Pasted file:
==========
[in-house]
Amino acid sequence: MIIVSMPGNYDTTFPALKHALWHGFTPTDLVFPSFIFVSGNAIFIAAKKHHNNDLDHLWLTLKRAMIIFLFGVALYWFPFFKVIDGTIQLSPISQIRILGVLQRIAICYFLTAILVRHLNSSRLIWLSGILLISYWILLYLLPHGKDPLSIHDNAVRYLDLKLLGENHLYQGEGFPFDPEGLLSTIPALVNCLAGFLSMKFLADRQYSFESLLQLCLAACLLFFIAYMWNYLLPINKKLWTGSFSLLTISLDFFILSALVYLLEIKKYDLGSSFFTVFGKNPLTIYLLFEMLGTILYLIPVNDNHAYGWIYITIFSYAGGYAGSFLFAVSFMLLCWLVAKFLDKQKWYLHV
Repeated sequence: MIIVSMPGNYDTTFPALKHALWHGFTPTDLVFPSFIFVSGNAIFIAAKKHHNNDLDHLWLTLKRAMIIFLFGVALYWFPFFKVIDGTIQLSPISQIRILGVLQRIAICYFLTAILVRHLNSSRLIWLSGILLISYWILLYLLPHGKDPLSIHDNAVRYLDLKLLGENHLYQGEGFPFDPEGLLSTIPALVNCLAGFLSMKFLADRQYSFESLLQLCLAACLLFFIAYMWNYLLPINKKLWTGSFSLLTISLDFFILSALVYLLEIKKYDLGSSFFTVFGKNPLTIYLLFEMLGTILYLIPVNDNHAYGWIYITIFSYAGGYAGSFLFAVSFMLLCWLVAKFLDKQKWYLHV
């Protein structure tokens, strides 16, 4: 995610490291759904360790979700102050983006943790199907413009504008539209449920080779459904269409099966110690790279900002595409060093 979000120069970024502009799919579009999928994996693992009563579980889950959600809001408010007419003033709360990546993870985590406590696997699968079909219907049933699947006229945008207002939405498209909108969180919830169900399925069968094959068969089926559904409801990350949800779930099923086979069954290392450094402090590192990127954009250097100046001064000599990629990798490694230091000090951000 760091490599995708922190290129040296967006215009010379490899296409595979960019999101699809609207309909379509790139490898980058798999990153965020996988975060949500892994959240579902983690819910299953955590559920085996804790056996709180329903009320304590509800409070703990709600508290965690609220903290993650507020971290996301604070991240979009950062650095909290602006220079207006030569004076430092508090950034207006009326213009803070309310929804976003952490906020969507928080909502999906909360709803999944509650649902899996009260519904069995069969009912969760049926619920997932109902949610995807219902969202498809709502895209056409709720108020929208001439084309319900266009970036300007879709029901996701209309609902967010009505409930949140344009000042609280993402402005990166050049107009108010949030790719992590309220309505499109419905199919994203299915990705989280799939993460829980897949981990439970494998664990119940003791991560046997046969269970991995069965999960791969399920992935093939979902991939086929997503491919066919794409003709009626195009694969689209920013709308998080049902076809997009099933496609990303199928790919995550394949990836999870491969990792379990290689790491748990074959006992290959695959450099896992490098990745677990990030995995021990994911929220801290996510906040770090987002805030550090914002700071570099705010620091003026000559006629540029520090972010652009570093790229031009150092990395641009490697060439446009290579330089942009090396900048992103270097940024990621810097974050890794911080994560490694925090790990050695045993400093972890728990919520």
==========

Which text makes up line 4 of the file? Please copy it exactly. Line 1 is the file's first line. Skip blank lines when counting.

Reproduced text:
């Protein structure tokens, strides 16, 4: 995610490291759904360790979700102050983006943790199907413009504008539209449920080779459904269409099966110690790279900002595409060093 979000120069970024502009799919579009999928994996693992009563579980889950959600809001408010007419003033709360990546993870985590406590696997699968079909219907049933699947006229945008207002939405498209909108969180919830169900399925069968094959068969089926559904409801990350949800779930099923086979069954290392450094402090590192990127954009250097100046001064000599990629990798490694230091000090951000 760091490599995708922190290129040296967006215009010379490899296409595979960019999101699809609207309909379509790139490898980058798999990153965020996988975060949500892994959240579902983690819910299953955590559920085996804790056996709180329903009320304590509800409070703990709600508290965690609220903290993650507020971290996301604070991240979009950062650095909290602006220079207006030569004076430092508090950034207006009326213009803070309310929804976003952490906020969507928080909502999906909360709803999944509650649902899996009260519904069995069969009912969760049926619920997932109902949610995807219902969202498809709502895209056409709720108020929208001439084309319900266009970036300007879709029901996701209309609902967010009505409930949140344009000042609280993402402005990166050049107009108010949030790719992590309220309505499109419905199919994203299915990705989280799939993460829980897949981990439970494998664990119940003791991560046997046969269970991995069965999960791969399920992935093939979902991939086929997503491919066919794409003709009626195009694969689209920013709308998080049902076809997009099933496609990303199928790919995550394949990836999870491969990792379990290689790491748990074959006992290959695959450099896992490098990745677990990030995995021990994911929220801290996510906040770090987002805030550090914002700071570099705010620091003026000559006629540029520090972010652009570093790229031009150092990395641009490697060439446009290579330089942009090396900048992103270097940024990621810097974050890794911080994560490694925090790990050695045993400093972890728990919520």